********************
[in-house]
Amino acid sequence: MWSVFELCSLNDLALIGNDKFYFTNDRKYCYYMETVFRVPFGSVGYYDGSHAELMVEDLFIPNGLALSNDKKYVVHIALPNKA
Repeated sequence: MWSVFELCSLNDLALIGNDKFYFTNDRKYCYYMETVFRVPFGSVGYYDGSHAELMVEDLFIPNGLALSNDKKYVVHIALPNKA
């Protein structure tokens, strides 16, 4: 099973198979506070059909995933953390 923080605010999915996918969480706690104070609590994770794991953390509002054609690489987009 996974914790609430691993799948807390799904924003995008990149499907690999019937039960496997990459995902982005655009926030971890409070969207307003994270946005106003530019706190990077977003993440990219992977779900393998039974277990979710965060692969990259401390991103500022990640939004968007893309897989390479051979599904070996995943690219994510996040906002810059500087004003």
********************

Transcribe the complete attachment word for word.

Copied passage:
[in-house]
Amino acid sequence: MWSVFELCSLNDLALIGNDKFYFTNDRKYCYYMETVFRVPFGSVGYYDGSHAELMVEDLFIPNGLALSNDKKYVVHIALPNKA
Repeated sequence: MWSVFELCSLNDLALIGNDKFYFTNDRKYCYYMETVFRVPFGSVGYYDGSHAELMVEDLFIPNGLALSNDKKYVVHIALPNKA
């Protein structure tokens, strides 16, 4: 099973198979506070059909995933953390 923080605010999915996918969480706690104070609590994770794991953390509002054609690489987009 996974914790609430691993799948807390799904924003995008990149499907690999019937039960496997990459995902982005655009926030971890409070969207307003994270946005106003530019706190990077977003993440990219992977779900393998039974277990979710965060692969990259401390991103500022990640939004968007893309897989390479051979599904070996995943690219994510996040906002810059500087004003």